4th Mar 2015
Integrated Education Fix
Tired of sectarianism in Northern Ireland, Chris Harkin thinks giving more young people access to an integrated education could bring communities closer together.
The 17-year-old from Larne in County Antrim believes that integrated schools are a good way to promote mutual respect and bridge cultural divides.
'I’ve been in integrated education since I began nursery school at the age of 3,' explains Chris.
‘The first time I noticed something different between me and some of my classmates was in primary school when we did our first communion. Only six or seven people joined me.
'I didn’t understand the differences between a Catholic and a Protestant.
‘My Fixers project is encouraging the government to provide more funding for integrated education so that schools can take in more pupils.’
Watch a short documentary introducing the campaign at the top of this page.
With Fixers, Chris and his team have helped create a film resource in support of integrated education.
It shows how this system of learning can help people see beyond their differences and realise what they have in common and features testimonials from a number of pupils.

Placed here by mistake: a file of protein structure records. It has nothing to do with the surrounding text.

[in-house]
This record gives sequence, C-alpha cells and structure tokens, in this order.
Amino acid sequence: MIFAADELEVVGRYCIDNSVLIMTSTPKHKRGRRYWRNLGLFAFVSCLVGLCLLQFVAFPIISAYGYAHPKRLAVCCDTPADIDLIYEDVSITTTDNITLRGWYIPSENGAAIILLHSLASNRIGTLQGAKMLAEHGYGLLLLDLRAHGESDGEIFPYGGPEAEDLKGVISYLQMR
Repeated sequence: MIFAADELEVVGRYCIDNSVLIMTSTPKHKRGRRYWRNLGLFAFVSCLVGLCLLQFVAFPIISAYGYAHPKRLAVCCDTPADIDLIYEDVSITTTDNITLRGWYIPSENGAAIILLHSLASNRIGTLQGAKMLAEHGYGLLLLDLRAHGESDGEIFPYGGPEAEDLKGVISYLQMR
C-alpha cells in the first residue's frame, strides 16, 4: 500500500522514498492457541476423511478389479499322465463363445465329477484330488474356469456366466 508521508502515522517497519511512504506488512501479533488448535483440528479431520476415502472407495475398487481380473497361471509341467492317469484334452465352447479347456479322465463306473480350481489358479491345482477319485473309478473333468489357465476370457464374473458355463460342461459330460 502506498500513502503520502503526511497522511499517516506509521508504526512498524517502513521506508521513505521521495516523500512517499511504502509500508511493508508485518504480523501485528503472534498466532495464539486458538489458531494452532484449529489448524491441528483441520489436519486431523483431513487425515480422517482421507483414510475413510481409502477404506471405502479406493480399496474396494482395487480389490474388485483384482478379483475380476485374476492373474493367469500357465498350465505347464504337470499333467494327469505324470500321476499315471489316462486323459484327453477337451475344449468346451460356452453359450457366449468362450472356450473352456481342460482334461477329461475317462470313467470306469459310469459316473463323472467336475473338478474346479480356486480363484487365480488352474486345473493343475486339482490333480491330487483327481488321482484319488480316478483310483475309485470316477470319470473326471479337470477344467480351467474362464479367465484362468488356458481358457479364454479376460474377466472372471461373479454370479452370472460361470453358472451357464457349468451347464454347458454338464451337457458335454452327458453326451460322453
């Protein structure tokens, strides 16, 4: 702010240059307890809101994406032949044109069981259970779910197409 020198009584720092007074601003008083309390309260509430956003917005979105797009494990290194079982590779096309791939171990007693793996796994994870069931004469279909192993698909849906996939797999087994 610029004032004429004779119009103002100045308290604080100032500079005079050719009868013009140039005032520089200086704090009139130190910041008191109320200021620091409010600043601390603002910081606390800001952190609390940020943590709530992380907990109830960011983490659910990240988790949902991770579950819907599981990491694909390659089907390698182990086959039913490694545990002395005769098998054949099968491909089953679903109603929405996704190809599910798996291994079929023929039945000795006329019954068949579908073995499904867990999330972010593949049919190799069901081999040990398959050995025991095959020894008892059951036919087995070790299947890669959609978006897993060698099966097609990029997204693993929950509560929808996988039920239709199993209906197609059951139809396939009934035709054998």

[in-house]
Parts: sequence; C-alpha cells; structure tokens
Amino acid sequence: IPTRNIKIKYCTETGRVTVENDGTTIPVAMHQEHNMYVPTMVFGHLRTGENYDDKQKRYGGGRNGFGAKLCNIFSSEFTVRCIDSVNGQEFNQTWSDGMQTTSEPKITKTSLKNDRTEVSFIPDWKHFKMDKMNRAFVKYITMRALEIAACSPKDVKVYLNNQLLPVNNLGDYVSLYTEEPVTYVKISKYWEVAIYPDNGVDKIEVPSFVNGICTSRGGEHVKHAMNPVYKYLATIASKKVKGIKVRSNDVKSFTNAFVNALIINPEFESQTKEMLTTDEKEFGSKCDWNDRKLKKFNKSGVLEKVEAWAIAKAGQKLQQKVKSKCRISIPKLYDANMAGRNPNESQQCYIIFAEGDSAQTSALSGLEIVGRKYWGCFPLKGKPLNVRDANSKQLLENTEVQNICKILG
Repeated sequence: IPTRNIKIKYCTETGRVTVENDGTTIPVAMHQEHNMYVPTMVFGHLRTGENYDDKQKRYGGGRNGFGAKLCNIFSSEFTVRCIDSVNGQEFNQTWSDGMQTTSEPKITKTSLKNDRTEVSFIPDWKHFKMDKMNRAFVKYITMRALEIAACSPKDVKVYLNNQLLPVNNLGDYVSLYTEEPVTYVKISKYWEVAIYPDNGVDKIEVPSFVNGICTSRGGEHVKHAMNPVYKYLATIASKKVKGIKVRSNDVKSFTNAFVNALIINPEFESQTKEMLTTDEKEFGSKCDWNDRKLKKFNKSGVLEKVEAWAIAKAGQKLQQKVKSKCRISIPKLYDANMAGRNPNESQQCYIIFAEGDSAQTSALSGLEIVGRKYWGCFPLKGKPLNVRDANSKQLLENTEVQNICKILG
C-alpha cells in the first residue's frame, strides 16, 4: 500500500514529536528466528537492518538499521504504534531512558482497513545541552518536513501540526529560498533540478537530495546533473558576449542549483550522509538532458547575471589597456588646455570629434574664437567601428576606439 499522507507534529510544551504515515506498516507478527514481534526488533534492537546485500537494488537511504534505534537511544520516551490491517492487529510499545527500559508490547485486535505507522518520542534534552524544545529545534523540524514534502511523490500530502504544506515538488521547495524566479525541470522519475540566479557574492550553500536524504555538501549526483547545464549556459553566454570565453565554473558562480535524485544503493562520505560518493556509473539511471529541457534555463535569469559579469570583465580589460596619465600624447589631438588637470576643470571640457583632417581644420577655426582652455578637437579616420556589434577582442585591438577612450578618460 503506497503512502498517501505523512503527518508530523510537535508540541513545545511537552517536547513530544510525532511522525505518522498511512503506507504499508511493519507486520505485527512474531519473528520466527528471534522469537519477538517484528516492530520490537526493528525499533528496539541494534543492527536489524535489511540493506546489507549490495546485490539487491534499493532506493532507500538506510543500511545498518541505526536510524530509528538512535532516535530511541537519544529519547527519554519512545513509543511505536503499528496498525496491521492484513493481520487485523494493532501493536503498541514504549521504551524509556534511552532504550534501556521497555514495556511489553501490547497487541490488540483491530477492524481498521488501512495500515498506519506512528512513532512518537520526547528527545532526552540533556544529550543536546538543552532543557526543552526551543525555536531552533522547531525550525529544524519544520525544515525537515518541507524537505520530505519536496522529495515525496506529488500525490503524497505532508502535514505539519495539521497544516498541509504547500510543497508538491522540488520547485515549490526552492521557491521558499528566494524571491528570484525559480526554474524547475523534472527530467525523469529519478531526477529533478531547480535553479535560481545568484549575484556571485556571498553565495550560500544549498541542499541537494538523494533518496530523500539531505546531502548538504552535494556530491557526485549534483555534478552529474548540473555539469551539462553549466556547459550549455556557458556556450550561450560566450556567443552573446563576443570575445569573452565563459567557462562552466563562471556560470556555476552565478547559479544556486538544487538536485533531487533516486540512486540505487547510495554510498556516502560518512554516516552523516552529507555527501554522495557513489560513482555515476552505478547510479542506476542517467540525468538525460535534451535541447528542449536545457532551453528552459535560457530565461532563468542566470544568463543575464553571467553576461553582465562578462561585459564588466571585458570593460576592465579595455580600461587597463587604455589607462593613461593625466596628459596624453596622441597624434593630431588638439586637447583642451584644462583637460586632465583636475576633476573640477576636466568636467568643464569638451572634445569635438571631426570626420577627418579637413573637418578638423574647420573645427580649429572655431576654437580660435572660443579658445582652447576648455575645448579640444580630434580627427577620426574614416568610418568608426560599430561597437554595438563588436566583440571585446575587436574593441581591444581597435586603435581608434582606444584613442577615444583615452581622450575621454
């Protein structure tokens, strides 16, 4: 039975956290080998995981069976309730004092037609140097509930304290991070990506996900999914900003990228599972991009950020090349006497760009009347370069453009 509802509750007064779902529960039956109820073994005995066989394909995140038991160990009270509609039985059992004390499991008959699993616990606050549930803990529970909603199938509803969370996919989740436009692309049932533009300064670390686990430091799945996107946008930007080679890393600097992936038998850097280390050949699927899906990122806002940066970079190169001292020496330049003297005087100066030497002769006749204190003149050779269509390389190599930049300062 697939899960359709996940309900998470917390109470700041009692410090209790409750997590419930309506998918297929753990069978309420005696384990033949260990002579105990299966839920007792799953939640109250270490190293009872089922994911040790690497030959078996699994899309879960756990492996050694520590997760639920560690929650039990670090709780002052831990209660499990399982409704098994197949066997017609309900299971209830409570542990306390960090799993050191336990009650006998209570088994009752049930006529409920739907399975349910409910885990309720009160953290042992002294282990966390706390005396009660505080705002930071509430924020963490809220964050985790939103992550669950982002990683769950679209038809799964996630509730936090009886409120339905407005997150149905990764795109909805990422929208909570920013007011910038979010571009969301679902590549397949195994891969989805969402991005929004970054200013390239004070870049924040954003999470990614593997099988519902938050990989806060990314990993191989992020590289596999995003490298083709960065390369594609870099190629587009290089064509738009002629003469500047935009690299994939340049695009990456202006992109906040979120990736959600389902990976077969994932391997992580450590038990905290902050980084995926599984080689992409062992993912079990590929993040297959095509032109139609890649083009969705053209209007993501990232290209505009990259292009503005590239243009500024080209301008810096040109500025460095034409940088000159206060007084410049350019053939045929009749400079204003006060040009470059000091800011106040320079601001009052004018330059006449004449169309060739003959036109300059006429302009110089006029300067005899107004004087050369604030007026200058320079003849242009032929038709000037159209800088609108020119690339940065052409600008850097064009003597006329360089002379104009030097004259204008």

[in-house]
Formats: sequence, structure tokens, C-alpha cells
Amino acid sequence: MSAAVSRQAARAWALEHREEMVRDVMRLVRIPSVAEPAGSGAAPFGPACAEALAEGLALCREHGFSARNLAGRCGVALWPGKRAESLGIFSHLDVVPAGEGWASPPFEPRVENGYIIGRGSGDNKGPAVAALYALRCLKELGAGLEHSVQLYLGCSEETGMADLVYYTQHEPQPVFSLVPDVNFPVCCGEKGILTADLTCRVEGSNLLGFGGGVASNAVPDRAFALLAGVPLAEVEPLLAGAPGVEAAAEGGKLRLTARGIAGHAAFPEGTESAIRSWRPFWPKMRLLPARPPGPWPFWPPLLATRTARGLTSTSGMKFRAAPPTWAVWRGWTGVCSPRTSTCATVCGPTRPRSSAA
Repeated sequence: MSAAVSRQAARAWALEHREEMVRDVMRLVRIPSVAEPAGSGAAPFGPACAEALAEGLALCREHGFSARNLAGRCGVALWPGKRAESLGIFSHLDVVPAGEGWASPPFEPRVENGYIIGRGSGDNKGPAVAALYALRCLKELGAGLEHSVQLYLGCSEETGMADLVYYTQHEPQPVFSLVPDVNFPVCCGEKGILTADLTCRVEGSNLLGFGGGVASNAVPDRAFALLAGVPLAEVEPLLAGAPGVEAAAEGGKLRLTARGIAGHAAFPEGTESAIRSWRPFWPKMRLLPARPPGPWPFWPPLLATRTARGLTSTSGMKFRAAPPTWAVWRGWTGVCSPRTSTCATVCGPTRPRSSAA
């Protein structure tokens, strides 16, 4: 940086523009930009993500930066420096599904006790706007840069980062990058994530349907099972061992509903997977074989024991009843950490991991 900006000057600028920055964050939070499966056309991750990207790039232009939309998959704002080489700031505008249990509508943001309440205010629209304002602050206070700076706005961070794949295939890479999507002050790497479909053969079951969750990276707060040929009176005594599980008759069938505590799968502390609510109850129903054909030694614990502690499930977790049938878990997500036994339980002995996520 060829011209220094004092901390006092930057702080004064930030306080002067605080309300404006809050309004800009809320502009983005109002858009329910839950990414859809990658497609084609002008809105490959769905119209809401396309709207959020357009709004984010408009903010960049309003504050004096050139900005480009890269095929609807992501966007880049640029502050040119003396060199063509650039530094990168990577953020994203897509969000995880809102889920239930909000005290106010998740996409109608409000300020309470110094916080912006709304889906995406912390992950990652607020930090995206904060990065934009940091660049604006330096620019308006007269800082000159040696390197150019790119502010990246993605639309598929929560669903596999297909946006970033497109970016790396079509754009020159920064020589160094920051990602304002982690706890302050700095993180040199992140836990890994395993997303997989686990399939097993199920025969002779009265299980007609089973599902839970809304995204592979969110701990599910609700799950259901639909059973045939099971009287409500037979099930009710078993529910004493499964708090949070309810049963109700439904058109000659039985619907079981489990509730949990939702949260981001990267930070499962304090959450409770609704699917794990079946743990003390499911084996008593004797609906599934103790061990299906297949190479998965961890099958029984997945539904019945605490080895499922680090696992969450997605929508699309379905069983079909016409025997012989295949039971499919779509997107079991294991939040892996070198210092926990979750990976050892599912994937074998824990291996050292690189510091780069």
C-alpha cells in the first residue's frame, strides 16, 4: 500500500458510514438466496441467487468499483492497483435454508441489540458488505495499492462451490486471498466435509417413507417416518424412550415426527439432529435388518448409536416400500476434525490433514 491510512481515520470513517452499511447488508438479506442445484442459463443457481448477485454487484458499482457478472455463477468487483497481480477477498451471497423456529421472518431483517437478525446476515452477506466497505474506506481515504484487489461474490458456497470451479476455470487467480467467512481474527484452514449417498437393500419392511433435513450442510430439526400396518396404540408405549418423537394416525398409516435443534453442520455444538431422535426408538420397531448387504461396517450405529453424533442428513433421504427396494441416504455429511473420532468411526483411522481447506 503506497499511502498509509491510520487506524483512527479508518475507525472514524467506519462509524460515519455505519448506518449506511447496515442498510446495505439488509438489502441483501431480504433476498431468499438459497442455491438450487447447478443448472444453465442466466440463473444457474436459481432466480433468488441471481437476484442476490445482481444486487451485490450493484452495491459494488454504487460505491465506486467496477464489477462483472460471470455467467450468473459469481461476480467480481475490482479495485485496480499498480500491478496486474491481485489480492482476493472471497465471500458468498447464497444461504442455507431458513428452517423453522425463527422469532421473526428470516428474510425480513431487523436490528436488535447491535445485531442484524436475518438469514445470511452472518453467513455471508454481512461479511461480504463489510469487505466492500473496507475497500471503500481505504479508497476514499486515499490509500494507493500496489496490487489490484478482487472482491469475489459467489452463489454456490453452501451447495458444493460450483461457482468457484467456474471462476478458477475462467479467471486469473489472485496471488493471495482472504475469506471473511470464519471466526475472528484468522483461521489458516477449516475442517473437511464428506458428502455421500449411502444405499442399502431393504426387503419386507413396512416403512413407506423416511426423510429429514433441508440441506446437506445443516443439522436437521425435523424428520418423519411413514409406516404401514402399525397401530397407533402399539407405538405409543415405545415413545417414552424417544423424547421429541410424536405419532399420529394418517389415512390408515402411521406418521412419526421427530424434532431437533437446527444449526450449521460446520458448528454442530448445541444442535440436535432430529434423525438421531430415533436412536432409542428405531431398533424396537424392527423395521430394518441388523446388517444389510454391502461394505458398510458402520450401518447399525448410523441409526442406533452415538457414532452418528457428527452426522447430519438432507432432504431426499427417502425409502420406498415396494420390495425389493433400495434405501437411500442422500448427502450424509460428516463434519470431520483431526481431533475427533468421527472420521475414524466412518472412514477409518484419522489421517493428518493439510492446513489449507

Watch the group's Fixers film 'Integrated Education' below.
Francis Donnolly, Senior Development Officer at Northern Ireland Council for Integrated Education (NICIE) supports the group.
‘I don’t really come across people who think it’s a bad idea for children from different backgrounds to be together,' she explains.
'It’s a process of change, but integration is really about choice.’
Chris adds: ‘If I can change one parent's mind and get them to consider sending their child to an integrated school, I’ll have been successful.’
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Concerned that sectarianism in Northern Ireland is making young people
disillusioned with politics, Tiegan wants to show them their views still matter.